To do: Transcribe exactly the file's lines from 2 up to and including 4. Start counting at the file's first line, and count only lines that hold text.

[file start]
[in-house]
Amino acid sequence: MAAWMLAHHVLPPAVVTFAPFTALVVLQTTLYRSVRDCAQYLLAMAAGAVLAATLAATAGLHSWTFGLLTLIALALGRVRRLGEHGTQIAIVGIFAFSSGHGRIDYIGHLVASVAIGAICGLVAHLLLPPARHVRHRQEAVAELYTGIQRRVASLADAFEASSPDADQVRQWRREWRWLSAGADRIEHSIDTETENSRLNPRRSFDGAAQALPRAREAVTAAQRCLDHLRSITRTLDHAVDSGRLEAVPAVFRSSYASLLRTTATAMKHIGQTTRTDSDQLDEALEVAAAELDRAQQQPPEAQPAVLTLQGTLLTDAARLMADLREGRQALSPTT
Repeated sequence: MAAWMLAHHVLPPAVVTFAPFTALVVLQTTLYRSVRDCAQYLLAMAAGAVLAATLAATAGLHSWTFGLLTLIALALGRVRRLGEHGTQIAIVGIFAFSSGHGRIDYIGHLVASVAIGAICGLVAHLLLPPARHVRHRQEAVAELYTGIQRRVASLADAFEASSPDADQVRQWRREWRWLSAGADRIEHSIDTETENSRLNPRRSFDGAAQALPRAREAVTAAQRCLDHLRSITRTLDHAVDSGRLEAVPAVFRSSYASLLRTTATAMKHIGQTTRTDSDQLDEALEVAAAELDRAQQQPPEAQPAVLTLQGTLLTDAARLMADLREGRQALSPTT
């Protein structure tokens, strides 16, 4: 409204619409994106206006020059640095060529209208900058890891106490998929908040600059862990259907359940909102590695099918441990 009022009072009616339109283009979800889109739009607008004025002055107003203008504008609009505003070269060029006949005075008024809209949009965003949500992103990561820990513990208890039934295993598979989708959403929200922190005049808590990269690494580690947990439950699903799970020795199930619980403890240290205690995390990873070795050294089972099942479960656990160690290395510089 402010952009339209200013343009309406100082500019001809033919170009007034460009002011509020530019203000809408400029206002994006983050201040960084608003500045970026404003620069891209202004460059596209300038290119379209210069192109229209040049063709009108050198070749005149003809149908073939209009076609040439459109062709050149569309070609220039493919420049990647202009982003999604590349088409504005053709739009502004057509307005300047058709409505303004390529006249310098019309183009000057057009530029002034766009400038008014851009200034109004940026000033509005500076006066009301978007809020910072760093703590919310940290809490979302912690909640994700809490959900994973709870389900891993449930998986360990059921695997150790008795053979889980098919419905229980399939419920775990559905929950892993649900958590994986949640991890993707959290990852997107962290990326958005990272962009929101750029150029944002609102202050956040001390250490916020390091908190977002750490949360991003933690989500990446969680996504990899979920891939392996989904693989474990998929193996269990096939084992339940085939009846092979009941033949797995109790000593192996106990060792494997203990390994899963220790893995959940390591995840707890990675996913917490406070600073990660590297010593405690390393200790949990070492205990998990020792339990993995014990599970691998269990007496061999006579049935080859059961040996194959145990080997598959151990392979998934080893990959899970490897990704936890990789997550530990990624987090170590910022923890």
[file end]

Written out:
Amino acid sequence: MAAWMLAHHVLPPAVVTFAPFTALVVLQTTLYRSVRDCAQYLLAMAAGAVLAATLAATAGLHSWTFGLLTLIALALGRVRRLGEHGTQIAIVGIFAFSSGHGRIDYIGHLVASVAIGAICGLVAHLLLPPARHVRHRQEAVAELYTGIQRRVASLADAFEASSPDADQVRQWRREWRWLSAGADRIEHSIDTETENSRLNPRRSFDGAAQALPRAREAVTAAQRCLDHLRSITRTLDHAVDSGRLEAVPAVFRSSYASLLRTTATAMKHIGQTTRTDSDQLDEALEVAAAELDRAQQQPPEAQPAVLTLQGTLLTDAARLMADLREGRQALSPTT
Repeated sequence: MAAWMLAHHVLPPAVVTFAPFTALVVLQTTLYRSVRDCAQYLLAMAAGAVLAATLAATAGLHSWTFGLLTLIALALGRVRRLGEHGTQIAIVGIFAFSSGHGRIDYIGHLVASVAIGAICGLVAHLLLPPARHVRHRQEAVAELYTGIQRRVASLADAFEASSPDADQVRQWRREWRWLSAGADRIEHSIDTETENSRLNPRRSFDGAAQALPRAREAVTAAQRCLDHLRSITRTLDHAVDSGRLEAVPAVFRSSYASLLRTTATAMKHIGQTTRTDSDQLDEALEVAAAELDRAQQQPPEAQPAVLTLQGTLLTDAARLMADLREGRQALSPTT
């Protein structure tokens, strides 16, 4: 409204619409994106206006020059640095060529209208900058890891106490998929908040600059862990259907359940909102590695099918441990 009022009072009616339109283009979800889109739009607008004025002055107003203008504008609009505003070269060029006949005075008024809209949009965003949500992103990561820990513990208890039934295993598979989708959403929200922190005049808590990269690494580690947990439950699903799970020795199930619980403890240290205690995390990873070795050294089972099942479960656990160690290395510089 402010952009339209200013343009309406100082500019001809033919170009007034460009002011509020530019203000809408400029206002994006983050201040960084608003500045970026404003620069891209202004460059596209300038290119379209210069192109229209040049063709009108050198070749005149003809149908073939209009076609040439459109062709050149569309070609220039493919420049990647202009982003999604590349088409504005053709739009502004057509307005300047058709409505303004390529006249310098019309183009000057057009530029002034766009400038008014851009200034109004940026000033509005500076006066009301978007809020910072760093703590919310940290809490979302912690909640994700809490959900994973709870389900891993449930998986360990059921695997150790008795053979889980098919419905229980399939419920775990559905929950892993649900958590994986949640991890993707959290990852997107962290990326958005990272962009929101750029150029944002609102202050956040001390250490916020390091908190977002750490949360991003933690989500990446969680996504990899979920891939392996989904693989474990998929193996269990096939084992339940085939009846092979009941033949797995109790000593192996106990060792494997203990390994899963220790893995959940390591995840707890990675996913917490406070600073990660590297010593405690390393200790949990070492205990998990020792339990993995014990599970691998269990007496061999006579049935080859059961040996194959145990080997598959151990392979998934080893990959899970490897990704936890990789997550530990990624987090170590910022923890």